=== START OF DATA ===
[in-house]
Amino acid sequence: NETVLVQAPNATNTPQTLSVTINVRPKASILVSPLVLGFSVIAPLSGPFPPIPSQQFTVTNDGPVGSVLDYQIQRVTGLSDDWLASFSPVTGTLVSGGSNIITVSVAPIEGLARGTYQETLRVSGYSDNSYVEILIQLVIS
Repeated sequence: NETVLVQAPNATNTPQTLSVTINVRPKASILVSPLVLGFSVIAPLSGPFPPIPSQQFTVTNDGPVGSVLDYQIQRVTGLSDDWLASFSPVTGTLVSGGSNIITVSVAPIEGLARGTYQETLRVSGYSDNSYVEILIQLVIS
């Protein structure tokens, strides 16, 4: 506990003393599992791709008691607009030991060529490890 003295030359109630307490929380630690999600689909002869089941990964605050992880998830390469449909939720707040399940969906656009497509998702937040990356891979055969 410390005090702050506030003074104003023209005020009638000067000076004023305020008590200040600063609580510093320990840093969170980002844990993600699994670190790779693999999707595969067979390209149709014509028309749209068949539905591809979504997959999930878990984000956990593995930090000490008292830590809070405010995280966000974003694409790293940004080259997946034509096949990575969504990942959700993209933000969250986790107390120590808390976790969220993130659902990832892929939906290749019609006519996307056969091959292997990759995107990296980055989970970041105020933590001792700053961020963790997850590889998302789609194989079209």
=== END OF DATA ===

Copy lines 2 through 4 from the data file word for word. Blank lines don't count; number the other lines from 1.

Amino acid sequence: NETVLVQAPNATNTPQTLSVTINVRPKASILVSPLVLGFSVIAPLSGPFPPIPSQQFTVTNDGPVGSVLDYQIQRVTGLSDDWLASFSPVTGTLVSGGSNIITVSVAPIEGLARGTYQETLRVSGYSDNSYVEILIQLVIS
Repeated sequence: NETVLVQAPNATNTPQTLSVTINVRPKASILVSPLVLGFSVIAPLSGPFPPIPSQQFTVTNDGPVGSVLDYQIQRVTGLSDDWLASFSPVTGTLVSGGSNIITVSVAPIEGLARGTYQETLRVSGYSDNSYVEILIQLVIS
């Protein structure tokens, strides 16, 4: 506990003393599992791709008691607009030991060529490890 003295030359109630307490929380630690999600689909002869089941990964605050992880998830390469449909939720707040399940969906656009497509998702937040990356891979055969 410390005090702050506030003074104003023209005020009638000067000076004023305020008590200040600063609580510093320990840093969170980002844990993600699994670190790779693999999707595969067979390209149709014509028309749209068949539905591809979504997959999930878990984000956990593995930090000490008292830590809070405010995280966000974003694409790293940004080259997946034509096949990575969504990942959700993209933000969250986790107390120590808390976790969220993130659902990832892929939906290749019609006519996307056969091959292997990759995107990296980055989970970041105020933590001792700053961020963790997850590889998302789609194989079209």